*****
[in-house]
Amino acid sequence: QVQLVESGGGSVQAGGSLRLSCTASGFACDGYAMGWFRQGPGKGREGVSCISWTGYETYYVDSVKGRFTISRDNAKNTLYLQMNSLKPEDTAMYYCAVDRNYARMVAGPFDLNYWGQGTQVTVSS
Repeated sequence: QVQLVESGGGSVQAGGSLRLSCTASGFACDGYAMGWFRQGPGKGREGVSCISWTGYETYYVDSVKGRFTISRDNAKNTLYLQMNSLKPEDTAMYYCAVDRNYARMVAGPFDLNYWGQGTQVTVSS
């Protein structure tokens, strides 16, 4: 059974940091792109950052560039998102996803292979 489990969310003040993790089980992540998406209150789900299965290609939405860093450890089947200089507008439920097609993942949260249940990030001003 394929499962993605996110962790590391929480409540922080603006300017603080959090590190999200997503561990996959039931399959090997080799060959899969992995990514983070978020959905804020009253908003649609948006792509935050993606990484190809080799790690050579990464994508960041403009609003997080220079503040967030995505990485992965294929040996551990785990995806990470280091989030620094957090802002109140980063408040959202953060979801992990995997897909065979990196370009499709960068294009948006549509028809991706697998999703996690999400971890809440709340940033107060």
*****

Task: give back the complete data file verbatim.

[in-house]
Amino acid sequence: QVQLVESGGGSVQAGGSLRLSCTASGFACDGYAMGWFRQGPGKGREGVSCISWTGYETYYVDSVKGRFTISRDNAKNTLYLQMNSLKPEDTAMYYCAVDRNYARMVAGPFDLNYWGQGTQVTVSS
Repeated sequence: QVQLVESGGGSVQAGGSLRLSCTASGFACDGYAMGWFRQGPGKGREGVSCISWTGYETYYVDSVKGRFTISRDNAKNTLYLQMNSLKPEDTAMYYCAVDRNYARMVAGPFDLNYWGQGTQVTVSS
């Protein structure tokens, strides 16, 4: 059974940091792109950052560039998102996803292979 489990969310003040993790089980992540998406209150789900299965290609939405860093450890089947200089507008439920097609993942949260249940990030001003 394929499962993605996110962790590391929480409540922080603006300017603080959090590190999200997503561990996959039931399959090997080799060959899969992995990514983070978020959905804020009253908003649609948006792509935050993606990484190809080799790690050579990464994508960041403009609003997080220079503040967030995505990485992965294929040996551990785990995806990470280091989030620094957090802002109140980063408040959202953060979801992990995997897909065979990196370009499709960068294009948006549509028809991706697998999703996690999400971890809440709340940033107060």